Madhyama-adhikari adores the Lord, considering Him the object of love; he makes friends with those who are in DS; he tries to awaken the dormant love of God in the hearts of the innocent; and he avoids the atheists, who deride the very name of the Lord

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Expressions researched:
"He adores the Lord, considering Him the object of love; he makes friends with those who are in devotional service; he tries to awaken the dormant love of God in the hearts of the innocent; and he avoids the atheists, who deride the very name of the Lord"

Other Books by Srila Prabhupada

Sri Isopanisad

He adores the Lord, considering Him the object of love; he makes friends with those who are in devotional service; he tries to awaken the dormant love of God in the hearts of the innocent; and he avoids the atheists, who deride the very name of the Lord.

He who sees everything in relation to the Supreme Lord, who sees all living entities as His parts and parcels, and who sees the Supreme Lord within everything never hates anything or any being.

This is a description of the mahā-bhāgavata, the great personality who sees everything in relation to the Supreme Personality of Godhead. The Supreme Lord's presence is realized in three stages. The kaniṣṭha-adhikārī is in the lowest stage of realization. He goes to a place of worship, such as a temple, church or mosque, according to his religious faith, and worships there according to scriptural injunctions. Devotees in this stage consider the Lord to be present at the place of worship and nowhere else. They cannot ascertain who is in what position in devotional service, nor can they tell who has realized the Supreme Lord. Such devotees follow the routine formulas and sometimes quarrel among themselves, considering one type of devotion better than another. These kaniṣṭha-adhikārīs are actually materialistic devotees who are simply trying to transcend the material boundary to reach the spiritual plane.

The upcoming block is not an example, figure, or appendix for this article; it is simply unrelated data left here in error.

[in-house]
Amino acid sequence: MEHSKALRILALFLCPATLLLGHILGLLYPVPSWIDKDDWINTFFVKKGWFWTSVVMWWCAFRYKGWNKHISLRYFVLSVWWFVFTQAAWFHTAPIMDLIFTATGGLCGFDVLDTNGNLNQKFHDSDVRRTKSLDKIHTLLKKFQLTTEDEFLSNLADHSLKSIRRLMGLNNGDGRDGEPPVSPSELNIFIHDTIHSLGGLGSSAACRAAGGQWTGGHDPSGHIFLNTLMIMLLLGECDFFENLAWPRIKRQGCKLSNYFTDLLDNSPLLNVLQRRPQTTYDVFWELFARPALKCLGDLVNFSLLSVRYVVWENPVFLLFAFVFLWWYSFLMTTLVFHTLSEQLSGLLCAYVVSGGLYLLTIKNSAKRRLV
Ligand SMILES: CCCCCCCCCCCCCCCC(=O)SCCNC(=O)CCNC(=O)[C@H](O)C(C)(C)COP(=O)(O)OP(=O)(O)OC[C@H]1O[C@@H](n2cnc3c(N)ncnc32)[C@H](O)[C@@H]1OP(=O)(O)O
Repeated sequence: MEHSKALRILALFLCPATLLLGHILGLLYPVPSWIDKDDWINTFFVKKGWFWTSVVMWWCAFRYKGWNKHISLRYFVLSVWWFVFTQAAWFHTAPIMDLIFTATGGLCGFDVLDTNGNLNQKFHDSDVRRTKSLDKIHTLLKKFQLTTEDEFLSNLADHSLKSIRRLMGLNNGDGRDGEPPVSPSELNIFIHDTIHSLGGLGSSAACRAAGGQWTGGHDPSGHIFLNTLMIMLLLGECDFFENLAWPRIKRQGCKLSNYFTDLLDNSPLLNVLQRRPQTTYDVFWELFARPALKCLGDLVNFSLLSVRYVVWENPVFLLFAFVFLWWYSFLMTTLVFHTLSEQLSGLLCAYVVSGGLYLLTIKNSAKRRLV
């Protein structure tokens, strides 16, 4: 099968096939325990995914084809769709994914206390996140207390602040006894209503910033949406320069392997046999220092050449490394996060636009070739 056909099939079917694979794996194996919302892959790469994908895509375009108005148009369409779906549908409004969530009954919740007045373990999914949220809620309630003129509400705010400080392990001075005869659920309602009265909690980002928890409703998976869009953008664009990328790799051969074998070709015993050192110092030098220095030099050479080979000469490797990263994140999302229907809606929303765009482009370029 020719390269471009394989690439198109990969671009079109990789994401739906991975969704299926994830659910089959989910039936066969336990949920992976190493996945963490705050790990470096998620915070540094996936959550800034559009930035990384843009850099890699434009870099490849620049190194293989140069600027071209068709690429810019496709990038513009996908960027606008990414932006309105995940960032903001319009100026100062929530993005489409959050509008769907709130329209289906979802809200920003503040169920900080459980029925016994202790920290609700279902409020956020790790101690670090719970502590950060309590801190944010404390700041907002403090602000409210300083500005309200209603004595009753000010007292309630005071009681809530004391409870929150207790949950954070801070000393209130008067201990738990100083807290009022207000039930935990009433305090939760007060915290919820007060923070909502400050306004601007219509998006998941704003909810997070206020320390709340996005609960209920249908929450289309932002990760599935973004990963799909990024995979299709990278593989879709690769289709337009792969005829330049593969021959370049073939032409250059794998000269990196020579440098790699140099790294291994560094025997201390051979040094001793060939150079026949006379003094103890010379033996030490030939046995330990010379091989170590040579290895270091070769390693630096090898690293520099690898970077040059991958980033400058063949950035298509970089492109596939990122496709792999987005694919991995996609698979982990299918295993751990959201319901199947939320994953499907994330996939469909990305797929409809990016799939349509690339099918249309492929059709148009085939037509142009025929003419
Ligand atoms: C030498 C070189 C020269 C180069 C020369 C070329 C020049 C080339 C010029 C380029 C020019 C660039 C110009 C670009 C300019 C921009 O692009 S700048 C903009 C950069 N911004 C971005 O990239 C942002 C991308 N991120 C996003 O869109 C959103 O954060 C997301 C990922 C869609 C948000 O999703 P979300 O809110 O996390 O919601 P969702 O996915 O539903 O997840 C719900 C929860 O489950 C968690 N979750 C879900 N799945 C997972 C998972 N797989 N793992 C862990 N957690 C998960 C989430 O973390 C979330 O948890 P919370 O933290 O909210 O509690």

Those who have attained the second stage of realization are called madhyama-adhikārīs. These devotees observe the distinctions between four categories of being: (1) the Supreme Lord; (2) the devotees of the Lord; (3) the innocent, who have no knowledge of the Lord; and (4) the atheists, who have no faith in the Lord and hate those in devotional service. The madhyama-adhikārī behaves differently toward these four classes of person. He adores the Lord, considering Him the object of love; he makes friends with those who are in devotional service; he tries to awaken the dormant love of God in the hearts of the innocent; and he avoids the atheists, who deride the very name of the Lord.

Above the madhyama-adhikārī is the uttama-adhikārī, who sees everything in relation to the Supreme Lord. Such a devotee does not discriminate between an atheist and a theist but sees everyone as part and parcel of God. He knows that there is no essential difference between a vastly learned brāhmaṇa and a dog in the street, because both of them are part and parcel of the Lord, although they are encaged in different bodies on account of the different qualities of their activities in their previous lives. He sees that the brāhmaṇa particle of the Supreme Lord has not misused his little independence given him by the Lord and that the dog particle has misused his independence and is therefore being punished by the laws of nature by being encaged in the form of a dog. Not considering the respective actions of the brāhmaṇa and the dog, the uttama-adhikārī tries to do good to both. Such a learned devotee is not misled by material bodies but is attracted by the spiritual spark within them.

Those who imitate an uttama-adhikārī by flaunting a sense of oneness or fellowship but who behave on the bodily platform are actually false philanthropists. The conception of universal brotherhood must be learned from an uttama-adhikārī and not from a foolish person who does not properly understand the individual soul or the Supreme Lord's Supersoul expansion, who dwells everywhere.